With these limitations in mind, it is estimated that Worldwide, every year around 445,000 people are diagnosed with tumours that start in the brain or elsewhere in the CNS. There were an estimated 238,000 new cases of malignant brain and other CNS tumours (C70-C72 only) worldwide in 2008, according to the IARC figures.19 We estimate that there were around 187,000 benign, uncertain or unknown behaviour brain or other CNS tumour cases worldwide in 2002. This estimate was reached by multiplying the number of malignant brain or other CNS tumour cases around the world in 2002, by the ratio of malignant to benign, uncertain and unknown behaviour brain and other CNS tumours in published papers from various world regions; it is therefore subject to a number of potential biases including possible under-recording of malignant brain tumours.18,20

section reviewed 28/03/13
section updated 28/03/13

Secondary brain cancers

There are presently no reliable data on the incidence of secondary brain, other CNS and intracranial cancers – tumours which have metastasised (spread) to these sites from elsewhere in the body. In some patients, brain, other CNS and intracranial metastases may not manifest clinically in the patient’s lifetime, or a formal diagnosis may not be obtained if the patient is extremely unwell with their primary cancer. Therefore current estimates of the number of secondary tumours are thought to be conservative.21 However, data collection is improving, and in coming years it should be possible to report national data for the number of cancers in the brain, other CNS and intracranial region which started elsewhere in the body.7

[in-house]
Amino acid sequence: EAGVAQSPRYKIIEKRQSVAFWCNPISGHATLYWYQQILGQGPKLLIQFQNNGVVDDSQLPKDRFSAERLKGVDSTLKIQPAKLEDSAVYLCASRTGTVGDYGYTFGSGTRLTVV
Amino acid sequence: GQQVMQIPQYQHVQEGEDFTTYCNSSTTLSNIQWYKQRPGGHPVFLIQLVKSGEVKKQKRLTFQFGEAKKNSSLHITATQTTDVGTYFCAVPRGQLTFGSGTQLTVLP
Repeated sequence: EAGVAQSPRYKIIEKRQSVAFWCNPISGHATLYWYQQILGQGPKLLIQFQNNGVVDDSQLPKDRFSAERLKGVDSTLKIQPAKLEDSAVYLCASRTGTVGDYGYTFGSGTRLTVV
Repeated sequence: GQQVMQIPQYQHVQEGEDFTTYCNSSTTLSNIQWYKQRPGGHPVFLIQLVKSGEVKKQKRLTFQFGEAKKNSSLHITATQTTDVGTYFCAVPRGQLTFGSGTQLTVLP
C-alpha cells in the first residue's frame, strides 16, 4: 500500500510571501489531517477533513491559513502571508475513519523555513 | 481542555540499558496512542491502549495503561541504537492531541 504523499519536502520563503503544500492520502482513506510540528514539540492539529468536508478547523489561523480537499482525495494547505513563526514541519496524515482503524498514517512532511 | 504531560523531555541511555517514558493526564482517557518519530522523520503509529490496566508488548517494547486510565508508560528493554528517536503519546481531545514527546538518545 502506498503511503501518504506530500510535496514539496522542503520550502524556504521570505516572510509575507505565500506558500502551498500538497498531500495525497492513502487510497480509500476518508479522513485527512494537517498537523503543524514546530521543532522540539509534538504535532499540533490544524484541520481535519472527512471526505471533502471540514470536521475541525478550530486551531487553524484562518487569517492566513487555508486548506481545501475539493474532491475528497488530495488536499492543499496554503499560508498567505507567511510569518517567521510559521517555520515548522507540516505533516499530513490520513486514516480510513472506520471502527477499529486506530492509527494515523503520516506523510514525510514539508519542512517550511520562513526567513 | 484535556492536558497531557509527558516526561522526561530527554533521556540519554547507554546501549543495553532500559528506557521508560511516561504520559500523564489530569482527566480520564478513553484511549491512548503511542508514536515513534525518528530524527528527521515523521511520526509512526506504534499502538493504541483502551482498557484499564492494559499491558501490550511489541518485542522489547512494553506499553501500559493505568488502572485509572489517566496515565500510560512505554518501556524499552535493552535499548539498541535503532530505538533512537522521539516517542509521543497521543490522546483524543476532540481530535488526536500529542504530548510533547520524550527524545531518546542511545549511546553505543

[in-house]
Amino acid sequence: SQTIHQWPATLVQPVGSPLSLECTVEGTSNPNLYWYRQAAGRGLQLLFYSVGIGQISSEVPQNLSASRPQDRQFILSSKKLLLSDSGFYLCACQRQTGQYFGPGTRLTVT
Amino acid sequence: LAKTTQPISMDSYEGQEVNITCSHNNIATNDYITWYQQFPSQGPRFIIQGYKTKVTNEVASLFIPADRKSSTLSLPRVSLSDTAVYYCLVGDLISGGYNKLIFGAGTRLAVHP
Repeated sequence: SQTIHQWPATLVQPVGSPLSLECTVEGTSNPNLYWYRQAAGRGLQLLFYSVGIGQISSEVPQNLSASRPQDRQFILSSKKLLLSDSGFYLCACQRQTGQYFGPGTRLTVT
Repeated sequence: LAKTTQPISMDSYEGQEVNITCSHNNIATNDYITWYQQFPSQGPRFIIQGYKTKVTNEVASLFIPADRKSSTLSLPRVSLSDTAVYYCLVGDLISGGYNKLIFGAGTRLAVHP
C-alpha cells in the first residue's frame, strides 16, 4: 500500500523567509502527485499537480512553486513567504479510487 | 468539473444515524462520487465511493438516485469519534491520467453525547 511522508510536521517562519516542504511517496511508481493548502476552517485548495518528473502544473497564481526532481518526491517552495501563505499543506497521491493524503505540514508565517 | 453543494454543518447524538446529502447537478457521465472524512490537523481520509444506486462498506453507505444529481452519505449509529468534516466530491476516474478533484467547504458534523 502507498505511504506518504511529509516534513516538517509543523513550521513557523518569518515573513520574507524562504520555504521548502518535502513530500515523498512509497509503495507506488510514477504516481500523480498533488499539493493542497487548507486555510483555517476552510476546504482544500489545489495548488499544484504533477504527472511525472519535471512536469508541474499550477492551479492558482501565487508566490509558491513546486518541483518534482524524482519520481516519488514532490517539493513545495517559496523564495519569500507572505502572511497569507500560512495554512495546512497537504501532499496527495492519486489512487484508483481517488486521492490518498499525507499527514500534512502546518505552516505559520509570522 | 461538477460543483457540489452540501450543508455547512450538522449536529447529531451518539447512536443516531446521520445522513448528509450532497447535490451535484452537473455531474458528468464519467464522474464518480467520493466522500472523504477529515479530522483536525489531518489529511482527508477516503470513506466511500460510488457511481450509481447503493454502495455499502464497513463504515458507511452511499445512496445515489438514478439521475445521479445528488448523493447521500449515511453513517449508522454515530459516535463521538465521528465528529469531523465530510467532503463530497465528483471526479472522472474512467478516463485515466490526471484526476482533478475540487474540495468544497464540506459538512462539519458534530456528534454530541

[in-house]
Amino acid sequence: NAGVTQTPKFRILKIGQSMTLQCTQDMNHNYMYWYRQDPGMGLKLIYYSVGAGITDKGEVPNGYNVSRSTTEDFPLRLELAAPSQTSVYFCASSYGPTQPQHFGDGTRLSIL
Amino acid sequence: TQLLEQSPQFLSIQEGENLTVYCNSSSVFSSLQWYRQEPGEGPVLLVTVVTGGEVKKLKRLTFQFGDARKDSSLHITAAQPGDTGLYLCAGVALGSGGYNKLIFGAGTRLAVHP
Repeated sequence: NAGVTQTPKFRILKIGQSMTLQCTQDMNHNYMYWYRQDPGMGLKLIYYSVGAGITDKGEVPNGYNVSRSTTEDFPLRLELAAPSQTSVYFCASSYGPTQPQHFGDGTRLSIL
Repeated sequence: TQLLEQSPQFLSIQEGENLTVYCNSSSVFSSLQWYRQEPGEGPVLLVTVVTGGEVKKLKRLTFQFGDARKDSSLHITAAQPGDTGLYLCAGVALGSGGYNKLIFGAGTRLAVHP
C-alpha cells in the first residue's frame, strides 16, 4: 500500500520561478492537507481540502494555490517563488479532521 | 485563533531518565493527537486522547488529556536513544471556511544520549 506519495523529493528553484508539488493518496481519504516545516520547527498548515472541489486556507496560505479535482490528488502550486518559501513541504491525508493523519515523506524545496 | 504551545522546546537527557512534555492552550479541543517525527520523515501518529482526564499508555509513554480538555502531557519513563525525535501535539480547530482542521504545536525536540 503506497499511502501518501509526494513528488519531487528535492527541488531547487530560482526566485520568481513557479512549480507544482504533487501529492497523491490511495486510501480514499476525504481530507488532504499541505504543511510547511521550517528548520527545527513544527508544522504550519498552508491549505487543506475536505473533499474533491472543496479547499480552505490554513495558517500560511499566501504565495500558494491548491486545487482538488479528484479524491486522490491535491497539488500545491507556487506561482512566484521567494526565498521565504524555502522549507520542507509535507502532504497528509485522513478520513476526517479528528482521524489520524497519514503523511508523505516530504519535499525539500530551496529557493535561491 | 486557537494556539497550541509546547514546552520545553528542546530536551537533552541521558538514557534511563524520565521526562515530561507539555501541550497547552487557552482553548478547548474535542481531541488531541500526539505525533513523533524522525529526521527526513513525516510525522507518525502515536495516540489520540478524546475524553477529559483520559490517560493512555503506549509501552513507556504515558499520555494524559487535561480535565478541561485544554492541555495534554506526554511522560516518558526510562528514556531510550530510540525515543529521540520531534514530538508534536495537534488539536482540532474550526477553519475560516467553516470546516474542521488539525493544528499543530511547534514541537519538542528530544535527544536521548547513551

The best current estimate is that secondary brain cancers occur in at least 6% of all cancer patients, with marked variation by primary cancer site.21 The proportion ranges from less than 1% of patients with thyroid, liver, stomach, prostate, uterine or ovarian cancers, to 20% of those with lung cancer.21,22 Based on this estimate, metastatic brain tumours are thought to outnumber primary malignant brain tumours by at least three to one.21

section reviewed 31/05/13
section updated 31/05/13

Prevalence

Prevalence refers to the number of people who have previously received a diagnosis of cancer and who are still alive at a given time point. Some patients will have been cured of their disease and others will not.